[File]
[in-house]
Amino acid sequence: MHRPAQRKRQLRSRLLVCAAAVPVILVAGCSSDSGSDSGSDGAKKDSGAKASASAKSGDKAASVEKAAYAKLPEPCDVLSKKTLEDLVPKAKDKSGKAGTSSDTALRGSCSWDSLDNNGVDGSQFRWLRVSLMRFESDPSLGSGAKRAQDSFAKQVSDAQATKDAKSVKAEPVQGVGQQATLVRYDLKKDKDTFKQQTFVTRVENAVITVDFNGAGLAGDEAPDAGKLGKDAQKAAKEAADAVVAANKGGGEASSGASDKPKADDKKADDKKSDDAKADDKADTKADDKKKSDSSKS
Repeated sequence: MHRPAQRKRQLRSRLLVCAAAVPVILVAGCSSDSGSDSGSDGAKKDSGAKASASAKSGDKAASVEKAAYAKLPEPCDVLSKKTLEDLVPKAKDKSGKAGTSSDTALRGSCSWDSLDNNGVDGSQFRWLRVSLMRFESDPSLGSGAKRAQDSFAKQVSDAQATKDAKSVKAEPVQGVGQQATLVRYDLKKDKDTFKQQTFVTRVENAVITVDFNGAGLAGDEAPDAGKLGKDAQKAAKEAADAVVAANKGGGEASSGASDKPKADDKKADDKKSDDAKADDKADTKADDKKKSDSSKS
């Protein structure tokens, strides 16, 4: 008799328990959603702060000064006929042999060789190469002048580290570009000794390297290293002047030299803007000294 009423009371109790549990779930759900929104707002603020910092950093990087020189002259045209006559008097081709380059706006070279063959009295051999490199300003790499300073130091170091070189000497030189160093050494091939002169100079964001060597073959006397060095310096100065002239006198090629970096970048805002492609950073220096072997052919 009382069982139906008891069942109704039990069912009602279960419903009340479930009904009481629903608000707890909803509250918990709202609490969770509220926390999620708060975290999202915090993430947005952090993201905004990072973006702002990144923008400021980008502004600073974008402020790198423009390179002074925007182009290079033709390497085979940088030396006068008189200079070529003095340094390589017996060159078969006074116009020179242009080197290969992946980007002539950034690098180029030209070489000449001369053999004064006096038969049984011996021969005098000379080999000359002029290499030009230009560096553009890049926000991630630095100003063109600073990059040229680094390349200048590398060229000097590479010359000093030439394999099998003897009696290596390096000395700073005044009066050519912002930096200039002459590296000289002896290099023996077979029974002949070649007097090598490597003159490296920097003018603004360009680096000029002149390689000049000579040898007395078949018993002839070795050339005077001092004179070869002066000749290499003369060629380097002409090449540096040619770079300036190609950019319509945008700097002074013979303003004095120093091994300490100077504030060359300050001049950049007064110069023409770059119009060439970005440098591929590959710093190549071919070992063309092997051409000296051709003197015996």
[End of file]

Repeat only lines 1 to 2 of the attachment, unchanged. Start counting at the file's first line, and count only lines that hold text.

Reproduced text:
[in-house]
Amino acid sequence: MHRPAQRKRQLRSRLLVCAAAVPVILVAGCSSDSGSDSGSDGAKKDSGAKASASAKSGDKAASVEKAAYAKLPEPCDVLSKKTLEDLVPKAKDKSGKAGTSSDTALRGSCSWDSLDNNGVDGSQFRWLRVSLMRFESDPSLGSGAKRAQDSFAKQVSDAQATKDAKSVKAEPVQGVGQQATLVRYDLKKDKDTFKQQTFVTRVENAVITVDFNGAGLAGDEAPDAGKLGKDAQKAAKEAADAVVAANKGGGEASSGASDKPKADDKKADDKKSDDAKADDKADTKADDKKKSDSSKS